A Huge Martian Volcano Stopped Erupting At The Same Time The Dinosaurs Went Extinct


When you think of Mars, you probably picture a red, desolate planet with nothing moving on its surface. Indeed, that picture is accurate. But it wasn’t always that way. The Red Planet used to be bright red, and yellow, and orange – it featured a number of active volcanoes millions of years ago. And one ancient volcano has given scientists a surprising new look into Mars’s geologic history.

There is a huge shield volcano on the surface of Mars called Arsia Mons. Arsia Mons has long been inactive, but scientists are now speculating that its last eruption may have closely coincided with the extinction event that killed off the dinosaurs. Nobody is suggesting that the two events are related, but it’s fascinating to think that there was active volcanic activity on Mars so recently in geologic time.

NASA’s Goddard Space Flight Center has issued a press release claiming that a team of researchers, helmed by Jacob Richardson, have concluded that Arsia Mons’ peak activity was 150 million years ago. This would have coincided with the Jurassic period of the fossil record. Arsia Mons stopped erupting at roughly the same time the dinosaurs stopped breathing.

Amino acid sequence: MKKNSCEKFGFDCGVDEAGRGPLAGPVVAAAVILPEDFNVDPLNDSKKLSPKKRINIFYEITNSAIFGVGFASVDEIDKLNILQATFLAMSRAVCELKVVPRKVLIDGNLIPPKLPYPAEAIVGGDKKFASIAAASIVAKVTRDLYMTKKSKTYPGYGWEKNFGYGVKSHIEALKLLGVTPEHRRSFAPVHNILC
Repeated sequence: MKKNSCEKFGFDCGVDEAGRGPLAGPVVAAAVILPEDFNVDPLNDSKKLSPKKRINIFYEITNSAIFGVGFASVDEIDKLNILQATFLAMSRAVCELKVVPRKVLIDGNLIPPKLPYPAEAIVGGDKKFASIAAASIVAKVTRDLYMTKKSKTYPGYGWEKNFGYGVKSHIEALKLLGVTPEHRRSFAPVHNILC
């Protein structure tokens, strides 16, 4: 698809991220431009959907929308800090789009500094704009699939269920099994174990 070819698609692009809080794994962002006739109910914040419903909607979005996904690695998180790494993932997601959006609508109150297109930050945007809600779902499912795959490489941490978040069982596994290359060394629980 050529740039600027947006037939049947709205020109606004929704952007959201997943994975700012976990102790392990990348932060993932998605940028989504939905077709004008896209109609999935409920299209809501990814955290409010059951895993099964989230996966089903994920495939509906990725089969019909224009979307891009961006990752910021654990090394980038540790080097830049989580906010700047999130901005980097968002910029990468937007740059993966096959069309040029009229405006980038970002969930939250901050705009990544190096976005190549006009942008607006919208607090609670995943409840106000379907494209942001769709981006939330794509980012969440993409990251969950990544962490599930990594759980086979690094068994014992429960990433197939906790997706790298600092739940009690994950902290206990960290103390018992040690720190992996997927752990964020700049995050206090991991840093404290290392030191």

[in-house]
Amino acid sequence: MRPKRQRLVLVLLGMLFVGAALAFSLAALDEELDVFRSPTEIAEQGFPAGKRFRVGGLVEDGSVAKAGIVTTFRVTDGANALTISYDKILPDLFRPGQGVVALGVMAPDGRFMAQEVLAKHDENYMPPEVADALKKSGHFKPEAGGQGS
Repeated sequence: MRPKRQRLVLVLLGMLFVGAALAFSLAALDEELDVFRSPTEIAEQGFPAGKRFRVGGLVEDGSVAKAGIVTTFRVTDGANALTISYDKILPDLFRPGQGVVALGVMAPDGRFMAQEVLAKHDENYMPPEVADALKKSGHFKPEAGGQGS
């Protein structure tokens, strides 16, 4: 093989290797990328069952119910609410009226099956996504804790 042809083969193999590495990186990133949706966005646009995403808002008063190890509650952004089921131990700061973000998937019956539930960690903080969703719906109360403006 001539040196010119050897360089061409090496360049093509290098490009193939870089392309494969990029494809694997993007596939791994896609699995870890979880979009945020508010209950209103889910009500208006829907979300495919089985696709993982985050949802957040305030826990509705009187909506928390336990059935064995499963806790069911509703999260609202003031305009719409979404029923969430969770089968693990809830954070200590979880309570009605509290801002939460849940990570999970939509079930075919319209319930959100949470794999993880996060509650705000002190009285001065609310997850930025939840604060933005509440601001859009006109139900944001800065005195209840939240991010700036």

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The Arsia Mons volcano is found close to the equator of Mars. It’s at the southernmost point of theĀ Tharsis Montes range, which includes two other shield volcanoes. Arsia Mons is enormous – its caldera is large enough to hold the water of Lake Huron, with change.

NASA has spotted 29 volcanic vents in Arsia Mons’s caldera, after analyzing images taken by the Mars Reconnaissance Orbiter.

The oldest known lava flows in the caldera are placed at around 200 million years ago. And the most recent are about 50 million years old. The imagery also yielded estimates of each flow’s volume. At the height of the volcano’s activity, it produced about one to eight cubic kilometers of magma every million years. Richardson described it as “a slow, leaky faucet.”

The new insights into Mars’s volcanic history will give us a better picture of the planet’s geology. Hopefully we will be able to construct a more accurate picture of Mars’s interior structure. Jacob Bleacher, one of the study’s co-authors, says that the new findings are a step towards the Martian volcanology community’s major goal, of more comprehensively understanding the planet’s volcanic history.

The study was published in the scientific journalĀ Earth and Planetary Science Letters. Hopefully there will be more new findings on the horizon.

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